Lot #27
Abraham Lincoln Autograph Letter Signed as President

Important handwritten contract resolution by Abraham Lincoln, presiding over a disputed order for Austrian arms amidst the Civil War
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Estimate: $35000+


Important handwritten contract resolution by Abraham Lincoln, presiding over a disputed order for Austrian arms amidst the Civil War

Civil War-dated ALS as president, signed “A. Lincoln,” one page, 8 x 10, Executive Mansion letterhead, April 23, 1862. Handwritten letter by President Lincoln, displaying his sharp legal talents while ensuring that the federal government is not defrauded in the requisition of arms during the Civil War. In full: "It is said that in the case of the contract of S. Dingee & Co., in relation to arms, a dispute has arisen as to the proper construction of a clause in an order signed by me, which clause is in these words 'and that all not conforming thereto' (the contract) 'be appraised by the Ordnance officer at New York, and received at such place as he may determine.' This order was prepared with reference to a definite number of Arms expected to be delivered within a definite time, and not in reference to an indefinite number to be delivered in an indefinite time. I certainly did not expect that, under the clause in question, a lot of guns would be appraised at one price at one time, and another lot, of precisely the same quality, appraised at different prices at another time—I expected that when, under the clause, the price of a particular quality of gun was fixed, it would stand throughout the transaction, neither going down nor up—I still think this is the just construction." In fine condition. Accompanied by a full letter of authenticity and grading from PSA/DNA, evaluating the autograph as a "9."

President Lincoln was forced to focus on government procurement as the war effort ramped up, and the federal government's needs made it a prime target for scammers and war profiteers. In this case, Solomon Dingee & Co., a New York firm, had agreed to furnish 53,500 Austrian rifles for $19 apiece. Although ordnance officer Peter V. Hagner considered the offer 'fishy,' General George McClellan thought it was a bargain—given the demand for arms—and the order was ushered through. The first delivery fell short of contract specifications with regard to caliber, weight, material, and finish, and Hagner terminated the entire contract in spite of most guns being serviceable.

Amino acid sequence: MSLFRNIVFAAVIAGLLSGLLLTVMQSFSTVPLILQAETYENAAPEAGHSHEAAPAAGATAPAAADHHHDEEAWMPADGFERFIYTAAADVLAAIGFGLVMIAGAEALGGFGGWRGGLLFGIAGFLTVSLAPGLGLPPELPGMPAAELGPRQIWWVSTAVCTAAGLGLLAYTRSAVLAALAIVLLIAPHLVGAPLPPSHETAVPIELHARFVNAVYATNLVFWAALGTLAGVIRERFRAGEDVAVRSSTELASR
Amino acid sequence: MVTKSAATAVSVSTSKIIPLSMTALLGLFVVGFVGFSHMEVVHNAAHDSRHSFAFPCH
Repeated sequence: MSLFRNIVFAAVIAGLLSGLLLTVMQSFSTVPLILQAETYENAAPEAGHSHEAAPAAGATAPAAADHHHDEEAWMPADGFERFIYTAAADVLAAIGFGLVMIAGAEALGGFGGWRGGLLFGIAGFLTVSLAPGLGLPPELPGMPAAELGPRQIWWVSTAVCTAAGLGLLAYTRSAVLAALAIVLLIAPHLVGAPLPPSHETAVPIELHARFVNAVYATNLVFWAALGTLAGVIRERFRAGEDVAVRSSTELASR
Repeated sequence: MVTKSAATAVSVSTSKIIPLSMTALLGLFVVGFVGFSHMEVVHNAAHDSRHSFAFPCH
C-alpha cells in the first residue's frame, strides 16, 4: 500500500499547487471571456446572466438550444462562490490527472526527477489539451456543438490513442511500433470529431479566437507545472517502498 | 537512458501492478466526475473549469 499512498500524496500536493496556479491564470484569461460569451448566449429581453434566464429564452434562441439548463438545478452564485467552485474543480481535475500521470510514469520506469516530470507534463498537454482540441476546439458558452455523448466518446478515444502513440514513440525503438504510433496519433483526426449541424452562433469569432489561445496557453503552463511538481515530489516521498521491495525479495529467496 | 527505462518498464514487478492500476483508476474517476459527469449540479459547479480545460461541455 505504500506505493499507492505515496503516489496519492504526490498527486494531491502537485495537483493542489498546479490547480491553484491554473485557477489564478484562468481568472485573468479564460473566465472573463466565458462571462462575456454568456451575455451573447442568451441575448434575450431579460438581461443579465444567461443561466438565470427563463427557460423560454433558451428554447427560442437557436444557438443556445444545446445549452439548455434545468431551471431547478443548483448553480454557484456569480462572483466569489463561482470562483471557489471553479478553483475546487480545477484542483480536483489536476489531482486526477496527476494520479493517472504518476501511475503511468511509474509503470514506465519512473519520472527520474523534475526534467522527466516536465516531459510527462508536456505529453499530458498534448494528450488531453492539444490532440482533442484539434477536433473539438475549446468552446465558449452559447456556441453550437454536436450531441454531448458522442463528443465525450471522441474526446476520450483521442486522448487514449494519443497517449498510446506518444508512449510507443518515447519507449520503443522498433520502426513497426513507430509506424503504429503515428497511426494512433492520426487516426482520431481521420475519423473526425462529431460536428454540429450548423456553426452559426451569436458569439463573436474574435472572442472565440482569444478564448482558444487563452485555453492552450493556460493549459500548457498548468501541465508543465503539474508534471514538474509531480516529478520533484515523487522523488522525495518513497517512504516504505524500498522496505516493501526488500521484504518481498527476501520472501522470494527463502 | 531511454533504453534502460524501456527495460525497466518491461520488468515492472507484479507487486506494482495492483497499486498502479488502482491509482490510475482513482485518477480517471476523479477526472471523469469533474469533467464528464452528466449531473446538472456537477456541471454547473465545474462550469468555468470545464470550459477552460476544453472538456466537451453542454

The resulting dispute over the contract rose all the way to the office of the commander-in-chief. Asked to intervene, President Lincoln ordered Hagner to accept and pay for all rifles that met the contract specifications, reject all unusable arms, and purchase the remainder at a reasonable price. He then assigned Hagner to a commission to investigate the contract, appointing Silas Crispin in his place. Hagner had dutifully developed a valuation schedule for pricing arms not deemed sufficient to fulfill the contract, but Crispin insisted on evaluating each separate shipment at market value at the time of its delivery. In issuing his opinion, President Lincoln denounced Crispin's practice and sided with the contractor. As Austin G. Roe points out while discussing this conflict in his article 'Lincoln: The First Board of Contract Appeals,' Lincoln's ruling complied with one of his guiding political philosophies: 'It is as much the duty of Government to render prompt justice against itself in favor of citizens as it is to administer the same between private individuals.'

From The Michael Allen Collection.

Auction Info

  • Auction Title: Fine Autograph and Artifacts
  • Dates: #616 - Ended September 15, 2021

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